Dung molecules to be converted into high value products
Carbohydrate and protein-based building blocks from animal dung are to be converted into high value products by researchers from the US Government’s Pacific Northwest National Laboratory (PNNL).
Carbohydrate material from animal dung, which is composed of five and six-carbon sugars, will be converted into commodity chemicals, such as glycols or diols, commonly used to manufacture antifreeze or certain plastics, and the protein components will be converted to animal feed and other higher-value products, say researchers.
The PNNL team has developed catalytic processes for converting other low-value biological materials into chemicals, such as the wastes resulting from processing corn, wheat, potatoes and dairy products. They are now turning their attention to animal manure, of which, in the United States alone, 160 million tonnes are produced every year.
“While some biomass feedstocks, such as wheat wastes, are made up mostly of clean carbohydrates, manure is messier with only about half of it consisting of carbohydrates,” said Don Stevens, Project Manager for the PNNL work. “Additionally, manure contains a much higher protein percentage and a greater mix of minerals. The production of chemicals is therefore more complex and the processes must include more extensive separations of these components to be useful for chemical production.”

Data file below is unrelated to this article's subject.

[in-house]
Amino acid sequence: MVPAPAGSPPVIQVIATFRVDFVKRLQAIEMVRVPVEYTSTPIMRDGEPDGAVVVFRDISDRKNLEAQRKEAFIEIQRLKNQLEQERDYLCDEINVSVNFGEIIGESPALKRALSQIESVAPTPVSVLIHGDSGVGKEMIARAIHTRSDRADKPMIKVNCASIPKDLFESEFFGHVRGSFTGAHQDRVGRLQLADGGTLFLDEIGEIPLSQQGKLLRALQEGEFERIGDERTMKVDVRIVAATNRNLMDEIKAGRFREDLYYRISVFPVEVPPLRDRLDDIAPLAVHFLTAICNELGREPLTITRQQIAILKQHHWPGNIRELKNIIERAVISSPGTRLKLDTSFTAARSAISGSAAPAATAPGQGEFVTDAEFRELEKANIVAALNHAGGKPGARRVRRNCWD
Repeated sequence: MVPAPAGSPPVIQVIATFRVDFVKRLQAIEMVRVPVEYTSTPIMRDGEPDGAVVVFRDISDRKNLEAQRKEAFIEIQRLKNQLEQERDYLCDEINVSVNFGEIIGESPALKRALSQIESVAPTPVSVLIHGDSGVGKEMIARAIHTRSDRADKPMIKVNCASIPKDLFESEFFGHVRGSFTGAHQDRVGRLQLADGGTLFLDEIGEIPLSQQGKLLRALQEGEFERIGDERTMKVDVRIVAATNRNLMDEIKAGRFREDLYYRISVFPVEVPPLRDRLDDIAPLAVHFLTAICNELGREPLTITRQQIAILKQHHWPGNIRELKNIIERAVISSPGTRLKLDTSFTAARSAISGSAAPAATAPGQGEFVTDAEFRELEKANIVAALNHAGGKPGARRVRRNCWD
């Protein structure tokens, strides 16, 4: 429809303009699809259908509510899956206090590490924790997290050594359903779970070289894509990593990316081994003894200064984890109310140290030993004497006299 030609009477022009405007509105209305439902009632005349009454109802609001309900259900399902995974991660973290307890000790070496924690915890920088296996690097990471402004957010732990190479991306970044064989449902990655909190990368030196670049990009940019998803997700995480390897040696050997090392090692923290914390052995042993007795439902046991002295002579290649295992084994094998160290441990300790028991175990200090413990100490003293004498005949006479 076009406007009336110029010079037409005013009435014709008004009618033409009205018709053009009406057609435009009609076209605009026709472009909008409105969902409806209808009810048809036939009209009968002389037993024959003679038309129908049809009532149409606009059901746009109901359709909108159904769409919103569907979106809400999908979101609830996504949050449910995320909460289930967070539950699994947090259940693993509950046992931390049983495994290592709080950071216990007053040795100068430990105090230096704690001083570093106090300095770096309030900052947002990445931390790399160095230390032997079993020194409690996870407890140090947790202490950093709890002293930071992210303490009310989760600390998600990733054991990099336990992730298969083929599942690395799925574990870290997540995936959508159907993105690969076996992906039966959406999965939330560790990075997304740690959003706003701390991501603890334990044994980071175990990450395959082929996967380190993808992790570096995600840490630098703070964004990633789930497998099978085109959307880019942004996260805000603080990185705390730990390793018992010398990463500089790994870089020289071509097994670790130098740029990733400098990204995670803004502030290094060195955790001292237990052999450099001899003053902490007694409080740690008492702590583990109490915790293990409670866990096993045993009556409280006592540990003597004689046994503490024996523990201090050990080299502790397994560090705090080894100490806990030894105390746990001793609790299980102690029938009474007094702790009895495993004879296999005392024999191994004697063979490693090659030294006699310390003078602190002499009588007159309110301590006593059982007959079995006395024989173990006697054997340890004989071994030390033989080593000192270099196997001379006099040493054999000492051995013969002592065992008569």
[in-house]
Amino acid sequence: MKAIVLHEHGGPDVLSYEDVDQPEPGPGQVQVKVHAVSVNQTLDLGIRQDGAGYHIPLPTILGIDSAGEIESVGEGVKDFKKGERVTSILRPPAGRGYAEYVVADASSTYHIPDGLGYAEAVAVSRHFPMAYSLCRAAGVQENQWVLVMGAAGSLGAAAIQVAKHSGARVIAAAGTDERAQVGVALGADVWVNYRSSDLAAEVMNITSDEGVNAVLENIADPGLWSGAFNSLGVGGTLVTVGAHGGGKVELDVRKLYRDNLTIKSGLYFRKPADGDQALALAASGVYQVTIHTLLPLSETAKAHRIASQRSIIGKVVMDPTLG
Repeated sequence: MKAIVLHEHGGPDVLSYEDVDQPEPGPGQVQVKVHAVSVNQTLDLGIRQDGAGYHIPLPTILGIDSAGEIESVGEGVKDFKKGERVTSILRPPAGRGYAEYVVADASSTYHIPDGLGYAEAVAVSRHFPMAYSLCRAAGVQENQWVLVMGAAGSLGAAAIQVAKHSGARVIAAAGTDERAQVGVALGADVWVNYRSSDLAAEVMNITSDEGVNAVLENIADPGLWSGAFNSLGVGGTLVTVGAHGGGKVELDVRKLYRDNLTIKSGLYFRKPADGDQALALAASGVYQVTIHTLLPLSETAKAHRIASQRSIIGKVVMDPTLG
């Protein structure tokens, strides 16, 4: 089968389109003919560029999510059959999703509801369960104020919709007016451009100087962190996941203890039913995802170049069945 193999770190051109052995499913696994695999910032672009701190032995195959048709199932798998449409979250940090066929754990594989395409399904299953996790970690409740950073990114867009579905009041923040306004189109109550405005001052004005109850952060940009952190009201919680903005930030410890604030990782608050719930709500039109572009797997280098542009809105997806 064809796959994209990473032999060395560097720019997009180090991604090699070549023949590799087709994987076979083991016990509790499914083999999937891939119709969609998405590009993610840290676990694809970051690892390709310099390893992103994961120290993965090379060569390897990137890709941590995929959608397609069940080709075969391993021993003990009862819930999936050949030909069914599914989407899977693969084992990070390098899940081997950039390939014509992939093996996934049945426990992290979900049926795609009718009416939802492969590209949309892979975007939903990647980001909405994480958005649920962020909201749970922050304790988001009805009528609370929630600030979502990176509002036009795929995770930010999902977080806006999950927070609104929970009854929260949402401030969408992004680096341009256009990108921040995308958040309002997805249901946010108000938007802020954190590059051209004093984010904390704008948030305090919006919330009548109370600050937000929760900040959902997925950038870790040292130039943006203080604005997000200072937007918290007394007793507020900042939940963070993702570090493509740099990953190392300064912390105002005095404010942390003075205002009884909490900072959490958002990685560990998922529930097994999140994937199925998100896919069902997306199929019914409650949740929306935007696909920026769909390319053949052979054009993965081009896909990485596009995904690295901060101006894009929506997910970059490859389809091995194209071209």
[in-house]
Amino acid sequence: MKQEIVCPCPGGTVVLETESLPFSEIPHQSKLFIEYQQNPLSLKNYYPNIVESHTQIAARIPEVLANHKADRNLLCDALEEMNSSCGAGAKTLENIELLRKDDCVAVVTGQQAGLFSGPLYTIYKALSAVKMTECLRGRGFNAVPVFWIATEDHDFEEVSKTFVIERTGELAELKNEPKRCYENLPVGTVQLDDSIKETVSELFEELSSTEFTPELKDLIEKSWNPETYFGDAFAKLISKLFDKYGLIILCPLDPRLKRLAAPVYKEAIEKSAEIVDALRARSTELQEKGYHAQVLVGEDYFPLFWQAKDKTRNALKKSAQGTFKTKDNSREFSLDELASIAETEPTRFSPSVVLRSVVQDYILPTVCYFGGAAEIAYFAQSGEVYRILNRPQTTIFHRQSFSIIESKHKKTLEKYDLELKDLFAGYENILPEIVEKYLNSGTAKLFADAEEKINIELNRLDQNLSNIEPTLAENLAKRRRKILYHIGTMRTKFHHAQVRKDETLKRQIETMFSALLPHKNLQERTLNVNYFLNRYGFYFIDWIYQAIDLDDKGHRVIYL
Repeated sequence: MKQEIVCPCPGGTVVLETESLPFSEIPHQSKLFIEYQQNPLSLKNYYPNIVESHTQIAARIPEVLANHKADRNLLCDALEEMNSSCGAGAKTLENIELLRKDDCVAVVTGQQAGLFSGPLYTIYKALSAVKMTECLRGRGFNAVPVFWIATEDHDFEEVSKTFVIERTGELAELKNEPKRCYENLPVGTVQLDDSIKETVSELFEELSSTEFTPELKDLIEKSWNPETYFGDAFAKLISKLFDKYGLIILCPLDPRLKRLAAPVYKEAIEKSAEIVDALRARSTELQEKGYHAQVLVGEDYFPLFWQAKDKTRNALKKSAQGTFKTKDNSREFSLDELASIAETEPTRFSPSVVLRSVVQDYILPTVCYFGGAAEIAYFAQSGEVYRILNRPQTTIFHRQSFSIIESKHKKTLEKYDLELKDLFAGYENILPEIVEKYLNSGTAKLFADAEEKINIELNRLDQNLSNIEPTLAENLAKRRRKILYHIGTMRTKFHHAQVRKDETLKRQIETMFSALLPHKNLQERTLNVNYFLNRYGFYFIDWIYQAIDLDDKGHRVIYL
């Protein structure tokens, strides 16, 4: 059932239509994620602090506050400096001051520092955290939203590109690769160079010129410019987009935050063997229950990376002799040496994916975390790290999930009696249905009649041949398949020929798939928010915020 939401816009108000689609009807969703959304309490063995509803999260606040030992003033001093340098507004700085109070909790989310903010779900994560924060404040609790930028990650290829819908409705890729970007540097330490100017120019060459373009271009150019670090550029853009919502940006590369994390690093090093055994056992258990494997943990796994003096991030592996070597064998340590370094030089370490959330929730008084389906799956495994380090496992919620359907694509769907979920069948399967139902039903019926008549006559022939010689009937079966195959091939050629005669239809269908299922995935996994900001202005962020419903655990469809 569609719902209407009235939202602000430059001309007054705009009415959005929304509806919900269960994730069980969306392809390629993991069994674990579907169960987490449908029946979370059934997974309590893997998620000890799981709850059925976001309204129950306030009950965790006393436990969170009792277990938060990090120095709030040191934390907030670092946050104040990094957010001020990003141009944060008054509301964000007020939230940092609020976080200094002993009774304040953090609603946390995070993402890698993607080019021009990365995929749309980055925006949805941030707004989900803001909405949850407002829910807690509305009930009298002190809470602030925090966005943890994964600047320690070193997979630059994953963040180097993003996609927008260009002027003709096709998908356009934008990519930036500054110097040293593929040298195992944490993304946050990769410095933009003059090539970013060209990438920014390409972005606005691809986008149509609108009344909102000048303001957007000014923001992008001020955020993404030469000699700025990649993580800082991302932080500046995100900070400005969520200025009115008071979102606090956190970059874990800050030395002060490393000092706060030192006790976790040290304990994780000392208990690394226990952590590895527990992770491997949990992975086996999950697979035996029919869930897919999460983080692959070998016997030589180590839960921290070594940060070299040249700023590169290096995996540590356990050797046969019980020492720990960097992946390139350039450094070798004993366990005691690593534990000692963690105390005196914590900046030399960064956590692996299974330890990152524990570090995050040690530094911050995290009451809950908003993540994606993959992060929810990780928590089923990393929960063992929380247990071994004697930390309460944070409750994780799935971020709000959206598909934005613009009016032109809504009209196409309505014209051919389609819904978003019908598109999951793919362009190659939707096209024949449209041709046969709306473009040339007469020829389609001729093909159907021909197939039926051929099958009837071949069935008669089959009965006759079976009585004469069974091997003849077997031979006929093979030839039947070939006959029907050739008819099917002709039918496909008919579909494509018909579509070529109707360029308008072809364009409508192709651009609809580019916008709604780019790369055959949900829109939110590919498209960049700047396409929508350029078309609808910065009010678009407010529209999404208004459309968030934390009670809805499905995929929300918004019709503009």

However, the payoff could be huge, both environmentally and economically, says Stevens. “Animal waste is increasingly difficult to dispose of,” he said. “With fewer, but larger, animal operations across the United States, the waste is more geographically concentrated, resulting in more environmental problems. By successfully converting the wastes into chemicals, we can greatly reduce the need for open-field disposal of manure, which will reduce odour problems, methane emission to the atmosphere and run-off of contaminants into streams and lakes.”
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